An Arms Race Toward Global Instability

MIN READFeb 20, 2018 | 17:00 GMT

U.S. and South Korean jets fly over the Korean Peninsula during a joint exercise in July 2017.

The Pentagon has released a series of documents emphasizing the importance of beefing up the U.S. defensive capabilities to address those of Russia and China.

(South Korean Defense Ministry via Getty Images)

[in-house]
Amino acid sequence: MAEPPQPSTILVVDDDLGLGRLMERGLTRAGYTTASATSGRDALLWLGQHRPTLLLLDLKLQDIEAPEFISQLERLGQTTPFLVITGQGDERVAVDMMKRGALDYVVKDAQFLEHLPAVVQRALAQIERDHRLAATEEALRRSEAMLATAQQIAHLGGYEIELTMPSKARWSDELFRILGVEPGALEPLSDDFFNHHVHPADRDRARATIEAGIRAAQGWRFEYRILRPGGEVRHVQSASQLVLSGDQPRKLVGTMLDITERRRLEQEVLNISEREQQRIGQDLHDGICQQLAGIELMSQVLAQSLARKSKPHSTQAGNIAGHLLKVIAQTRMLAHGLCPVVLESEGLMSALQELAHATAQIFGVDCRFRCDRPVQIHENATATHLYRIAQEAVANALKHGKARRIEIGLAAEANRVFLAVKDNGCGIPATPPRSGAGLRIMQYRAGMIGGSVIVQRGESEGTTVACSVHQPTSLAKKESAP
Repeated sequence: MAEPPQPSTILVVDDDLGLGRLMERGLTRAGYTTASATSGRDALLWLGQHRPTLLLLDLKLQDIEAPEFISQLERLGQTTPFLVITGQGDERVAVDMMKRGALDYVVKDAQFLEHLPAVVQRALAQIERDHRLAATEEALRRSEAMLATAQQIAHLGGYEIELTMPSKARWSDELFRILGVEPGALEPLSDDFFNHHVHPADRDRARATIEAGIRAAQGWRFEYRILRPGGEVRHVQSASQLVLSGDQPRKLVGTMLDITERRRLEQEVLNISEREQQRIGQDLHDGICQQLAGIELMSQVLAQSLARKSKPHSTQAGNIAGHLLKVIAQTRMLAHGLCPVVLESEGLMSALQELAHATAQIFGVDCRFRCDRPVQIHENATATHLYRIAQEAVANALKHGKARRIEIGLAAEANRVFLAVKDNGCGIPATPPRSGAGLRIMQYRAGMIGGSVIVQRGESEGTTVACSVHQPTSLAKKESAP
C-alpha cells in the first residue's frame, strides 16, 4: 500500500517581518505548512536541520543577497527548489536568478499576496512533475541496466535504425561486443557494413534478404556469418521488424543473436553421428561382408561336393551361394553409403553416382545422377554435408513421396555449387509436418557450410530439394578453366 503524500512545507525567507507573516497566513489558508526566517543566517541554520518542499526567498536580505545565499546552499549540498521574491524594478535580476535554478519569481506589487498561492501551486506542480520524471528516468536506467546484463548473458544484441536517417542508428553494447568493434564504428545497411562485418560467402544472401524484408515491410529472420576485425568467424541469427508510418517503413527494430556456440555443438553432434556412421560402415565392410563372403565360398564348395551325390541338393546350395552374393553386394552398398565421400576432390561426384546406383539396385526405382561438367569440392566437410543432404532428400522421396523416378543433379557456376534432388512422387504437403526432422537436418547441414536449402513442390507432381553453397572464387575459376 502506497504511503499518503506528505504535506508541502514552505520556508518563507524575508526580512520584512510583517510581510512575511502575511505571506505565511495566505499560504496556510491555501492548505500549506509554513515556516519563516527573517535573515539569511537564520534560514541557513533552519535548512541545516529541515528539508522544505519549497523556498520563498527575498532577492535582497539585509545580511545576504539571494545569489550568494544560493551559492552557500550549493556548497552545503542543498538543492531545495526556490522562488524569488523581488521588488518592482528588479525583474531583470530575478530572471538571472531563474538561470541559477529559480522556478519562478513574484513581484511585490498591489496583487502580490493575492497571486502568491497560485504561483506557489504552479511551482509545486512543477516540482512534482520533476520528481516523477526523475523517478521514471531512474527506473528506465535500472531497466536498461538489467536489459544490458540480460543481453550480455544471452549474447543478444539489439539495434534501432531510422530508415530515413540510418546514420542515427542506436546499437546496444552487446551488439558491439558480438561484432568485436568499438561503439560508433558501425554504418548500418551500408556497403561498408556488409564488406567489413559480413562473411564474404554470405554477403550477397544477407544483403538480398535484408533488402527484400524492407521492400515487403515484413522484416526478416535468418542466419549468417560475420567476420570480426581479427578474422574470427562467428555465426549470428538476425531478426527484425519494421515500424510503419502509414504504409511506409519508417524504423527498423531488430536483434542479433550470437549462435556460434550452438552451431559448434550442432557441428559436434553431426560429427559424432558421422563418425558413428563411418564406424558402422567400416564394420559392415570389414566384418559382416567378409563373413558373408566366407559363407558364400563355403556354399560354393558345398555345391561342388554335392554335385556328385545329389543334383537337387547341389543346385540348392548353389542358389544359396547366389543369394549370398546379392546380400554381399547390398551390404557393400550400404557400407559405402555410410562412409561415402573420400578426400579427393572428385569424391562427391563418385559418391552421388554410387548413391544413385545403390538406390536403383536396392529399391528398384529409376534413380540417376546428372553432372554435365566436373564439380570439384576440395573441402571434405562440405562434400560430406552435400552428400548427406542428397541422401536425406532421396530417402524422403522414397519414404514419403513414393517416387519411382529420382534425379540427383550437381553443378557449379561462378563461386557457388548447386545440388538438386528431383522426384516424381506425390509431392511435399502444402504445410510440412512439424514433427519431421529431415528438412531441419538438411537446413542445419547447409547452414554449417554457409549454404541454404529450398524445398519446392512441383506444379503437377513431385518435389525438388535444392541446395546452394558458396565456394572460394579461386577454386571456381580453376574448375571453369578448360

The United States is gearing up once more for a struggle between giants. On Jan. 19, the Pentagon released a new National Defense Strategy, the first in 10 years, in which it called strategic competition the "central challenge to U.S. prosperity and security" as Russian and Chinese military capabilities expand. U.S. Secretary of State James Mattis echoed that concern Feb. 2 in the preface of the Nuclear Posture Review, arguing that the United States could no longer afford to pursue a policy of nuclear arms reduction given the steady growth of the Chinese and Russian nuclear arsenals. The U.S. Ballistic Missile Defense Review, due for publication soon, is expected to emphasize the same key points, namely that the United States should bolster its missile defenses to better repel threats as strategic competition builds....

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